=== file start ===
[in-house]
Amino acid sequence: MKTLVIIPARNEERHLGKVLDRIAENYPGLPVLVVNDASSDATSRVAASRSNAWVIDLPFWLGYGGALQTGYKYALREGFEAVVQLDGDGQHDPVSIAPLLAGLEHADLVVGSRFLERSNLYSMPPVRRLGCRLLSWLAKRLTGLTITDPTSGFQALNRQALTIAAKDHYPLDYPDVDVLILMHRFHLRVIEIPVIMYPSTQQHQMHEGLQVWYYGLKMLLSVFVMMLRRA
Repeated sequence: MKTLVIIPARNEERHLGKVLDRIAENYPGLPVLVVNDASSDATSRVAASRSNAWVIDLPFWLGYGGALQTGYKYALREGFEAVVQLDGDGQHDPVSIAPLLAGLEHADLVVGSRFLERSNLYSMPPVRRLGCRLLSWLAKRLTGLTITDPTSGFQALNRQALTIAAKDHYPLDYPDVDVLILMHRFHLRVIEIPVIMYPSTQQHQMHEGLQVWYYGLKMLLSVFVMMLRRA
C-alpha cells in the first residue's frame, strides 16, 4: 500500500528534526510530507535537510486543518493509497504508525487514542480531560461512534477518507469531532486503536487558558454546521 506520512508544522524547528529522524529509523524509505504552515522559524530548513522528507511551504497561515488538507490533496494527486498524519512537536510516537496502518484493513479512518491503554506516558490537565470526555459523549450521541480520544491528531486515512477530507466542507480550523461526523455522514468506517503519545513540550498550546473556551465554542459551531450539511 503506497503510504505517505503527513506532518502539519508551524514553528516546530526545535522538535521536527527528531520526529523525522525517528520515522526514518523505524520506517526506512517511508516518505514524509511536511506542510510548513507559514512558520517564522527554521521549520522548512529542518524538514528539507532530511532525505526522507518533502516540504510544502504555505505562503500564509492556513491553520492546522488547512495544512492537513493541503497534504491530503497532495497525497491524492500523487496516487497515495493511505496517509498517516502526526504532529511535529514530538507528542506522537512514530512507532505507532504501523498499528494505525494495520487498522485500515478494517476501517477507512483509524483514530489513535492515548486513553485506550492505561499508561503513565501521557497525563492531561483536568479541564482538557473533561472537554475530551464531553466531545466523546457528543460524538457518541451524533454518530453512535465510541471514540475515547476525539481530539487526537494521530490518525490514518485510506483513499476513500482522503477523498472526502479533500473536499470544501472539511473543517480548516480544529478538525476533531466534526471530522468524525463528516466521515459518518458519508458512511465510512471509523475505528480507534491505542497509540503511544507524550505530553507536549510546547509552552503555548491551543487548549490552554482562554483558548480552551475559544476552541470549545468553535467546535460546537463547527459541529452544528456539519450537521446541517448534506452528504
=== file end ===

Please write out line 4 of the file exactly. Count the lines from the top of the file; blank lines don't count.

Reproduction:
C-alpha cells in the first residue's frame, strides 16, 4: 500500500528534526510530507535537510486543518493509497504508525487514542480531560461512534477518507469531532486503536487558558454546521 506520512508544522524547528529522524529509523524509505504552515522559524530548513522528507511551504497561515488538507490533496494527486498524519512537536510516537496502518484493513479512518491503554506516558490537565470526555459523549450521541480520544491528531486515512477530507466542507480550523461526523455522514468506517503519545513540550498550546473556551465554542459551531450539511 503506497503510504505517505503527513506532518502539519508551524514553528516546530526545535522538535521536527527528531520526529523525522525517528520515522526514518523505524520506517526506512517511508516518505514524509511536511506542510510548513507559514512558520517564522527554521521549520522548512529542518524538514528539507532530511532525505526522507518533502516540504510544502504555505505562503500564509492556513491553520492546522488547512495544512492537513493541503497534504491530503497532495497525497491524492500523487496516487497515495493511505496517509498517516502526526504532529511535529514530538507528542506522537512514530512507532505507532504501523498499528494505525494495520487498522485500515478494517476501517477507512483509524483514530489513535492515548486513553485506550492505561499508561503513565501521557497525563492531561483536568479541564482538557473533561472537554475530551464531553466531545466523546457528543460524538457518541451524533454518530453512535465510541471514540475515547476525539481530539487526537494521530490518525490514518485510506483513499476513500482522503477523498472526502479533500473536499470544501472539511473543517480548516480544529478538525476533531466534526471530522468524525463528516466521515459518518458519508458512511465510512471509523475505528480507534491505542497509540503511544507524550505530553507536549510546547509552552503555548491551543487548549490552554482562554483558548480552551475559544476552541470549545468553535467546535460546537463547527459541529452544528456539519450537521446541517448534506452528504